Regarding the case of Spain, from the industrial reconversion in the 80s to the hangover of the Great Recession of 2008, its labour market has suffered fundamentally from two anomalies: on the one hand, the high and persistent levels of unemployment, which reach 25% in recessive times and does not fall below 8% in times of great economic boom; on the other, the contractual duality, which causes the existence of relatively well protected against unemployment workers due to the fact that their contracts are indefinite with high dismissal costs – the insiders – compared to another group – the outsiders – who are characterized by having temporary contracts, of short duration, which progressively make their employment situation more precarious. This job instability mainly affects young people, women and immigrants.  In addition, the unemployment rate in Spain is not just high, it is volatile. While unemployment rates tend to be countercyclical, the patterns in Spain are exceptionally unstable. This high degree of volatility is particularly acute for young workers. At the peak of the last recession, the unemployment rate reached 43% for young workers (27% on average), whereas for workers aged 45 and older, the rate was only half as high. In response to the labour market precariousness that young individuals in Spain have faced for the last 25 years, the Spanish government developed the internship contract (IC), which is directed at highly educated young workers. The evidence shows that the use made of the IC is contrary to the spirit of the law. First, employment under the IC reduces the probability of being retained by the firm; second, for those who stay in the firm after the IC, their probability of signing an indefinite contract is significantly lower than that for those who sign another temporary contract. However, for those who move to another firm, the probability of signing an indefinite contract is higher if they come from an IC. These results suggest that firms do not use IC as an instrument for investing in training young people, but rather as an instrument for reducing labour costs and/or increasing contractual flexibility.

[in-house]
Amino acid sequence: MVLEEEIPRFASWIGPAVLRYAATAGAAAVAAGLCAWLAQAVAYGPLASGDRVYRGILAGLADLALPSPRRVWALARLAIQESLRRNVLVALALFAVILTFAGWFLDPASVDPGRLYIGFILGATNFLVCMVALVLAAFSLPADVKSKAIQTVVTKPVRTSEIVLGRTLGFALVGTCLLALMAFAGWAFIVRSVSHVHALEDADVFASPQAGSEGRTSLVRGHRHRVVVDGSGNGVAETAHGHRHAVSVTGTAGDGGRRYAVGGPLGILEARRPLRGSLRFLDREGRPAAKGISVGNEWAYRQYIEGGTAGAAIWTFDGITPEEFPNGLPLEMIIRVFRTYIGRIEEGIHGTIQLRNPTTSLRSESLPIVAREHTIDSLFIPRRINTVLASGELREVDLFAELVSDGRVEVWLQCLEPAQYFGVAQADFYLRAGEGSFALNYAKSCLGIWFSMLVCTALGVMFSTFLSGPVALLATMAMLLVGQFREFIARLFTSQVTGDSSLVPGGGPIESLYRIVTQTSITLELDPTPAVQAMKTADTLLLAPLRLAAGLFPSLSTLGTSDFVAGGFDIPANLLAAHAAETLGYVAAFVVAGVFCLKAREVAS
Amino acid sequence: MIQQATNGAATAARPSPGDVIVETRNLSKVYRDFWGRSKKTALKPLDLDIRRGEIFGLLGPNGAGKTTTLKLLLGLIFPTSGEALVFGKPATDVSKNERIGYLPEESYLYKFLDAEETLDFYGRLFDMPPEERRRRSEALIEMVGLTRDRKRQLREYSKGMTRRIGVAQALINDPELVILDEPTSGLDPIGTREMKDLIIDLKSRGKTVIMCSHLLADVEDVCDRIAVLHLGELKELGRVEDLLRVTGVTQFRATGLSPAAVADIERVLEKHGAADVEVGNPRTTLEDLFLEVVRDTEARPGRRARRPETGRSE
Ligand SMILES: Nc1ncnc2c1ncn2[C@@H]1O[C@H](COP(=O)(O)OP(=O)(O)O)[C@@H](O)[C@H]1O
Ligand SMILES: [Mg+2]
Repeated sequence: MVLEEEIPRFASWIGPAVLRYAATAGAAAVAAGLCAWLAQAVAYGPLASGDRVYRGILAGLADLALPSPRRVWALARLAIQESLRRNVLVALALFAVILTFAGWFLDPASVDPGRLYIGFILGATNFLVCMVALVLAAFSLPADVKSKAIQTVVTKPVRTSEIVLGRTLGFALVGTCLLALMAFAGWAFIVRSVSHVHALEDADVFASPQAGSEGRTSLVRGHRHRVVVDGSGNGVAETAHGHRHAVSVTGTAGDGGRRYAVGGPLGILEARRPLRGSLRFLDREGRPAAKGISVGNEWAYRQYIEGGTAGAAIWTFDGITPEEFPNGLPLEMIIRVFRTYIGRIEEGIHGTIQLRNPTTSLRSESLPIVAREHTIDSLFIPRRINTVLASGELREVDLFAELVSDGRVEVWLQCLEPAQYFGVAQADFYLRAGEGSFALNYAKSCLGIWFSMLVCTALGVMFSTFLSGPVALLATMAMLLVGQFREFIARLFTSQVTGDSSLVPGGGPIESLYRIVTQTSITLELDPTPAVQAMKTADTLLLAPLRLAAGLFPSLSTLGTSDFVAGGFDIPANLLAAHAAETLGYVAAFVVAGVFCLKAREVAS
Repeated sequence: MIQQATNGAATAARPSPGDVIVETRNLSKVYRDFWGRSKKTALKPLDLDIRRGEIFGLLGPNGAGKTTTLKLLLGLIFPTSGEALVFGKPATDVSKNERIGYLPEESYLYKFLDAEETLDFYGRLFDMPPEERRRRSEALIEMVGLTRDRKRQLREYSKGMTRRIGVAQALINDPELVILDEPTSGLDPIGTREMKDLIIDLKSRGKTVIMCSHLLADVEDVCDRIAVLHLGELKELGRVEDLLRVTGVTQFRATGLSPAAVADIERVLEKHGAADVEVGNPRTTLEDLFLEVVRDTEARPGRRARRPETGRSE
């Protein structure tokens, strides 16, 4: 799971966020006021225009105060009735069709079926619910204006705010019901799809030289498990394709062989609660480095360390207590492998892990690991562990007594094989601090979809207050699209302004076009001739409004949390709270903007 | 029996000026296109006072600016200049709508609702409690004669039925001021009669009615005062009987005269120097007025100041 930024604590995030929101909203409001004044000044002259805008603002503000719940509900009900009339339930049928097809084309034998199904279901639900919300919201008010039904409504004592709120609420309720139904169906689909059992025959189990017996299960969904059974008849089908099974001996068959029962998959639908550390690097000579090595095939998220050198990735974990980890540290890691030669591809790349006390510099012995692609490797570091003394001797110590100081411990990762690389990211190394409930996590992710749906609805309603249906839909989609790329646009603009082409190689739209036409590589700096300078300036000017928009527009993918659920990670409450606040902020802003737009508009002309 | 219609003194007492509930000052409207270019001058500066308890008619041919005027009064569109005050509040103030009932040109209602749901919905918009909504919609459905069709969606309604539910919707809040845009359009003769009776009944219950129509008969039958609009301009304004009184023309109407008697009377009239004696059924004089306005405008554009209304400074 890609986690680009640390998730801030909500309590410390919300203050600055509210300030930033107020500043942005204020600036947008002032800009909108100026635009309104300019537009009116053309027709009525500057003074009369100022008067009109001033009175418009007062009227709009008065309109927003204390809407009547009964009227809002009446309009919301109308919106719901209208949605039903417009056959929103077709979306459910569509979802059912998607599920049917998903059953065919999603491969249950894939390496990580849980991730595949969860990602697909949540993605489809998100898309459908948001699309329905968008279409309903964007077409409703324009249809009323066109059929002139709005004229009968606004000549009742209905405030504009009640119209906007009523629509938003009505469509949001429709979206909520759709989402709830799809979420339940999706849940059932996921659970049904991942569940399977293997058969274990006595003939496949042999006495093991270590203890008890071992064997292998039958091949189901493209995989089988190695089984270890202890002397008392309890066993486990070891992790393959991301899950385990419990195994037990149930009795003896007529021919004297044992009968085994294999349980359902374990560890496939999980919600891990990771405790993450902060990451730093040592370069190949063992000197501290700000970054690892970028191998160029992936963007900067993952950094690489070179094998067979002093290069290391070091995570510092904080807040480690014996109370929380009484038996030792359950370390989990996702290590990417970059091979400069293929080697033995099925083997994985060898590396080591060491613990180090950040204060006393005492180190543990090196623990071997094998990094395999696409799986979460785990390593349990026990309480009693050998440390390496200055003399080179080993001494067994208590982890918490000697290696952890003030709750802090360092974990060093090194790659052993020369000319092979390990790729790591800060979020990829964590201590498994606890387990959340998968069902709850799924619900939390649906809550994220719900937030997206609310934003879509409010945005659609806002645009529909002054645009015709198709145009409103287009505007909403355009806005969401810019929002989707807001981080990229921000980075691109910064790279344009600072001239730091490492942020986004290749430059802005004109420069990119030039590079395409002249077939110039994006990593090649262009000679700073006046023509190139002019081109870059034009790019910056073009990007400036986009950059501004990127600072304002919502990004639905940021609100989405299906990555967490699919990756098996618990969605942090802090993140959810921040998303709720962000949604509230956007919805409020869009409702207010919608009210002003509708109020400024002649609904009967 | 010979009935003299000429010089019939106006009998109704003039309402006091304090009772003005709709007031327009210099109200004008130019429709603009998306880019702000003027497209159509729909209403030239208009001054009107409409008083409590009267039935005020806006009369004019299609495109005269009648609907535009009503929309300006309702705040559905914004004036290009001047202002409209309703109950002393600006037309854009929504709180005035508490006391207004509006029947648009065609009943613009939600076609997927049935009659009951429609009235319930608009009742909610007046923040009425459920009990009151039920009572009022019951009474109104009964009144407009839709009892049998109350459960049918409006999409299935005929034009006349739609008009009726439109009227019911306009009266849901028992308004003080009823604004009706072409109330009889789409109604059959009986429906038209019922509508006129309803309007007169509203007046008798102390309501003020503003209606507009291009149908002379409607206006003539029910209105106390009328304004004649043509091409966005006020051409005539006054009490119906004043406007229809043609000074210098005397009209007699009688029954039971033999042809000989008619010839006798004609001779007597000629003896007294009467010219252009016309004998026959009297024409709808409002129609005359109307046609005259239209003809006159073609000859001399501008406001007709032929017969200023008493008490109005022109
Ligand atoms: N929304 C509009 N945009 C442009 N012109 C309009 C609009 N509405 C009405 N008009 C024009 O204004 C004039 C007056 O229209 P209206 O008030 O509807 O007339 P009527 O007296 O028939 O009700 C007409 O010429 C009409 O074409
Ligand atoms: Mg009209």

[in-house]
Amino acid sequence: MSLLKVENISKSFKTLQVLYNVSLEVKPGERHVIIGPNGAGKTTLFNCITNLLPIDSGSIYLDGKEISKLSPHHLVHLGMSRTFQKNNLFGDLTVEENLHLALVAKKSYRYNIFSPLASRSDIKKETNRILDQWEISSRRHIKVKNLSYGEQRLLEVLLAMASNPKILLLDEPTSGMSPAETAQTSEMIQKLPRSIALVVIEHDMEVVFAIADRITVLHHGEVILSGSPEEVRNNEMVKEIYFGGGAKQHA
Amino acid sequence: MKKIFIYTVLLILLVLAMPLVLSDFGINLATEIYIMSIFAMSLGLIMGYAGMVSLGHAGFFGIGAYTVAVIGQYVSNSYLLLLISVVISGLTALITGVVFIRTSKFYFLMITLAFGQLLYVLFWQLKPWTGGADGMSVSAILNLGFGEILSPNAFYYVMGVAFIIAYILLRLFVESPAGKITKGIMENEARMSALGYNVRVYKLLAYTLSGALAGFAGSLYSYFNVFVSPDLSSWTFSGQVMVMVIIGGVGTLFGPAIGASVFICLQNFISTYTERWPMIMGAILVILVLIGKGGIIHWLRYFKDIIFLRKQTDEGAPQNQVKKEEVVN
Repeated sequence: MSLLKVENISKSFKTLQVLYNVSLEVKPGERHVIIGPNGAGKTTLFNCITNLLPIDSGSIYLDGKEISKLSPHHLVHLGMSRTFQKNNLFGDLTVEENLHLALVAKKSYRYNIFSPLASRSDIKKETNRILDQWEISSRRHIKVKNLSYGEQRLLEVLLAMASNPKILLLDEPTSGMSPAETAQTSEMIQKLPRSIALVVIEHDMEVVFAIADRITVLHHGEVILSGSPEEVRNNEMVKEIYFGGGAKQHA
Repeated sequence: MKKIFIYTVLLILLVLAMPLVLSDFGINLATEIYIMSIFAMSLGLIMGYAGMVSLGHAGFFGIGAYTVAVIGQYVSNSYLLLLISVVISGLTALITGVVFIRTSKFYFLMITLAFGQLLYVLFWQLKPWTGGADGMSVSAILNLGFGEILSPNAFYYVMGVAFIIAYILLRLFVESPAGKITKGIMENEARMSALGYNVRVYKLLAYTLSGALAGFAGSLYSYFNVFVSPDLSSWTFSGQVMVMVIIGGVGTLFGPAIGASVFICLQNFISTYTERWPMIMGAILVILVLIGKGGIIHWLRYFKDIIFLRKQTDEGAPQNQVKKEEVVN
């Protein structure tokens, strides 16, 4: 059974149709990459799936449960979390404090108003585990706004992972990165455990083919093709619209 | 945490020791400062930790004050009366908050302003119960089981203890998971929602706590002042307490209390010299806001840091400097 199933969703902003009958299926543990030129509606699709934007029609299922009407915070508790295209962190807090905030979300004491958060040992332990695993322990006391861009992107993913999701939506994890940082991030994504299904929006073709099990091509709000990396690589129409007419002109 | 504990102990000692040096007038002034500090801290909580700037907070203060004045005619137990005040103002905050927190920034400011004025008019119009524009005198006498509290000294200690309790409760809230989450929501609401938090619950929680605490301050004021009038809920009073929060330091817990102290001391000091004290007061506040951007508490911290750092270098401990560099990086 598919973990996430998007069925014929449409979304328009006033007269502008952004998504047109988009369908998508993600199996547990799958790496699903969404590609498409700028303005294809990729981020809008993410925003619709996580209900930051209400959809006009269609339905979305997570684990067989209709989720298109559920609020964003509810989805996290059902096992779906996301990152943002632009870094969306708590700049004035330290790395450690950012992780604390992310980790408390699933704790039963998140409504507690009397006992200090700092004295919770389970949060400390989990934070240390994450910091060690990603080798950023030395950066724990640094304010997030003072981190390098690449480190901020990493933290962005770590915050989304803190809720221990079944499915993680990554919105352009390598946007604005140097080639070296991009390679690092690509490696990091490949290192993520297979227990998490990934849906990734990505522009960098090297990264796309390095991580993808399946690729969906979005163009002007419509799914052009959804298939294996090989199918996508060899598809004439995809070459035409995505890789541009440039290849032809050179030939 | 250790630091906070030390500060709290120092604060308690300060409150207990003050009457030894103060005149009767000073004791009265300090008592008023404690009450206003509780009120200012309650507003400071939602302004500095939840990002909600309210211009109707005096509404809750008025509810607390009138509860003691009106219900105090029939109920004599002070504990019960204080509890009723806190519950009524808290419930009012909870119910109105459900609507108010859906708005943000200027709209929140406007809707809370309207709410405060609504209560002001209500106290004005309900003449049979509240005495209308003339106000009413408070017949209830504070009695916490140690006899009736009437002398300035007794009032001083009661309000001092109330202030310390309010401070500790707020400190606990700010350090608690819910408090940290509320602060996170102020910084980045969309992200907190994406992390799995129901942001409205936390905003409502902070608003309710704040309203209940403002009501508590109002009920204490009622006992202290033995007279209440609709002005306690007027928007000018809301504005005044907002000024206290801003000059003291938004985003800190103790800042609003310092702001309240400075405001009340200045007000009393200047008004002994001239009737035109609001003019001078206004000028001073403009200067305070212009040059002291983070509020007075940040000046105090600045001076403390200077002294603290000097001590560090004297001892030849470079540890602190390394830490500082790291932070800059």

Young people in Poland are also much more likely to work under temporary job contracts than older workers, with less job and social protection. Despite an overall good labor market situation more and more young people work under (often bogus) self-employment, where they pay lowest social security contributions, which will translate into low pension entitlements under the Defined Contribution pension system operating in Poland. This concerns mainly women, who additionally have longer child care related career breaks. It is estimated that in 2040, over 70% of women will be entitled to minimum pension only. Increase in youth employment rates and higher coverage of social contributions are policy directions that could improve future youth labour market outcomes.

To overcomes actual gaps in social protection coverage for young people, structural reforms are needed. According to the lessons learned within the Youth Employment PartnerSHIP project [1] the policy design should target a specific population and include the expected results. Policy announcements are part of the policy implementationand require attention because they change the rational expectation and consequently the choices of the employers and may spur moral hazard. Employers’ strategic behaviour has to be accounted for during the policy design stage. A generalised measurecan be effective on specific groups but may not solve the causes of the targeted problems, such as the disadvantages that young individuals and women experience in the labour market in many Eastern and Southern European countries.

[1] See the “Policy lessons from the evaluation of youth employment policies in Spain, Hungary, Italy and Poland”